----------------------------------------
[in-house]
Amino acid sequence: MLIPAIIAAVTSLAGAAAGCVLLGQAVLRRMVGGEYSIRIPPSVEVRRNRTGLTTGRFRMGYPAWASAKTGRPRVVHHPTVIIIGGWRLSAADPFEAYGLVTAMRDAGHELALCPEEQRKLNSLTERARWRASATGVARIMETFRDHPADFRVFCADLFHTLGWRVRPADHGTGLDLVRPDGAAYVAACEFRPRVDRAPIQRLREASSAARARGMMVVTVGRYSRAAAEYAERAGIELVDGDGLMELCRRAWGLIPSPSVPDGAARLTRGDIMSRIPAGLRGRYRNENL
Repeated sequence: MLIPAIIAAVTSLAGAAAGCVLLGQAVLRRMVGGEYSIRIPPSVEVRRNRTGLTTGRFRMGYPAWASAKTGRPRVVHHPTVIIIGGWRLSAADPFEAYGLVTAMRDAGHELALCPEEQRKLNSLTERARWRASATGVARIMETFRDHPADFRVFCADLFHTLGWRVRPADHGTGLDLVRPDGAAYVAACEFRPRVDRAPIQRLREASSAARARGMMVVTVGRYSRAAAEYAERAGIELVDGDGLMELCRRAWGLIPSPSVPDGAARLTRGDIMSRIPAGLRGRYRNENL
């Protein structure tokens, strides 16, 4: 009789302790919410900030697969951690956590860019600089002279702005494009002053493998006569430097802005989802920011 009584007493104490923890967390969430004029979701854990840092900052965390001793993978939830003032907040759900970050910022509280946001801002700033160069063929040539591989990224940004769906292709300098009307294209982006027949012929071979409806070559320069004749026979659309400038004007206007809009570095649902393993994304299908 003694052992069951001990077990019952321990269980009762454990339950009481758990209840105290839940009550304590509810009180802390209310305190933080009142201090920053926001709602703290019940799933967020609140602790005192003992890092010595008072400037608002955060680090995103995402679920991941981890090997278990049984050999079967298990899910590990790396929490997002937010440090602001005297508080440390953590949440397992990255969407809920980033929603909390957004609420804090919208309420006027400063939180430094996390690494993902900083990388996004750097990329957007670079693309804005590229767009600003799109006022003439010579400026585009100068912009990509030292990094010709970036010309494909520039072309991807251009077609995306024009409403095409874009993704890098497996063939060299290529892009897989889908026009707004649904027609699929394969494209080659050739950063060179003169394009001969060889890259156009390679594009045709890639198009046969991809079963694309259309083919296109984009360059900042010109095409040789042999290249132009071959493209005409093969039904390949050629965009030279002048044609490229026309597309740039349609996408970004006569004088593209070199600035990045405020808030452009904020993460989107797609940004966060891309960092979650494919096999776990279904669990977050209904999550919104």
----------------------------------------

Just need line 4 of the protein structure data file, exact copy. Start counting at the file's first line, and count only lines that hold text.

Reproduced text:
């Protein structure tokens, strides 16, 4: 009789302790919410900030697969951690956590860019600089002279702005494009002053493998006569430097802005989802920011 009584007493104490923890967390969430004029979701854990840092900052965390001793993978939830003032907040759900970050910022509280946001801002700033160069063929040539591989990224940004769906292709300098009307294209982006027949012929071979409806070559320069004749026979659309400038004007206007809009570095649902393993994304299908 003694052992069951001990077990019952321990269980009762454990339950009481758990209840105290839940009550304590509810009180802390209310305190933080009142201090920053926001709602703290019940799933967020609140602790005192003992890092010595008072400037608002955060680090995103995402679920991941981890090997278990049984050999079967298990899910590990790396929490997002937010440090602001005297508080440390953590949440397992990255969407809920980033929603909390957004609420804090919208309420006027400063939180430094996390690494993902900083990388996004750097990329957007670079693309804005590229767009600003799109006022003439010579400026585009100068912009990509030292990094010709970036010309494909520039072309991807251009077609995306024009409403095409874009993704890098497996063939060299290529892009897989889908026009707004649904027609699929394969494209080659050739950063060179003169394009001969060889890259156009390679594009045709890639198009046969991809079963694309259309083919296109984009360059900042010109095409040789042999290249132009071959493209005409093969039904390949050629965009030279002048044609490229026309597309740039349609996408970004006569004088593209070199600035990045405020808030452009904020993460989107797609940004966060891309960092979650494919096999776990279904669990977050209904999550919104």